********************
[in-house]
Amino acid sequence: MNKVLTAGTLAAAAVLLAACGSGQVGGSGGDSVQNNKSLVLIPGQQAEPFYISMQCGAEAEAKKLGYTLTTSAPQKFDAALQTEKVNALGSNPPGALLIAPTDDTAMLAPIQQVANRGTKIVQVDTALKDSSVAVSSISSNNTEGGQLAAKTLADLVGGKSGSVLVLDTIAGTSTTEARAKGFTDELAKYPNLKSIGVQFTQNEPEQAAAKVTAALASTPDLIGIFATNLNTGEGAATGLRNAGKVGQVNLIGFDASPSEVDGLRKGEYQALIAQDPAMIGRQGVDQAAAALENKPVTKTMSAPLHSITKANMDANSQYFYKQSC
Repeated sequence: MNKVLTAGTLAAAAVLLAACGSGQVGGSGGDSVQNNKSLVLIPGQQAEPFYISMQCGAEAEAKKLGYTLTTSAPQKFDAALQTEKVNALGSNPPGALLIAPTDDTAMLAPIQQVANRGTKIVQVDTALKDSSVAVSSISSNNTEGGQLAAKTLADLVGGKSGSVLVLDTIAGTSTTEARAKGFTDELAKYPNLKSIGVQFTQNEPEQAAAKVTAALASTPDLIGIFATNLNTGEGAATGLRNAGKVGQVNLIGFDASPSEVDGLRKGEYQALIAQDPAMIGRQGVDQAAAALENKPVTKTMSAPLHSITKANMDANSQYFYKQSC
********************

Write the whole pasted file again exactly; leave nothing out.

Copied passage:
[in-house]
Amino acid sequence: MNKVLTAGTLAAAAVLLAACGSGQVGGSGGDSVQNNKSLVLIPGQQAEPFYISMQCGAEAEAKKLGYTLTTSAPQKFDAALQTEKVNALGSNPPGALLIAPTDDTAMLAPIQQVANRGTKIVQVDTALKDSSVAVSSISSNNTEGGQLAAKTLADLVGGKSGSVLVLDTIAGTSTTEARAKGFTDELAKYPNLKSIGVQFTQNEPEQAAAKVTAALASTPDLIGIFATNLNTGEGAATGLRNAGKVGQVNLIGFDASPSEVDGLRKGEYQALIAQDPAMIGRQGVDQAAAALENKPVTKTMSAPLHSITKANMDANSQYFYKQSC
Repeated sequence: MNKVLTAGTLAAAAVLLAACGSGQVGGSGGDSVQNNKSLVLIPGQQAEPFYISMQCGAEAEAKKLGYTLTTSAPQKFDAALQTEKVNALGSNPPGALLIAPTDDTAMLAPIQQVANRGTKIVQVDTALKDSSVAVSSISSNNTEGGQLAAKTLADLVGGKSGSVLVLDTIAGTSTTEARAKGFTDELAKYPNLKSIGVQFTQNEPEQAAAKVTAALASTPDLIGIFATNLNTGEGAATGLRNAGKVGQVNLIGFDASPSEVDGLRKGEYQALIAQDPAMIGRQGVDQAAAALENKPVTKTMSAPLHSITKANMDANSQYFYKQSC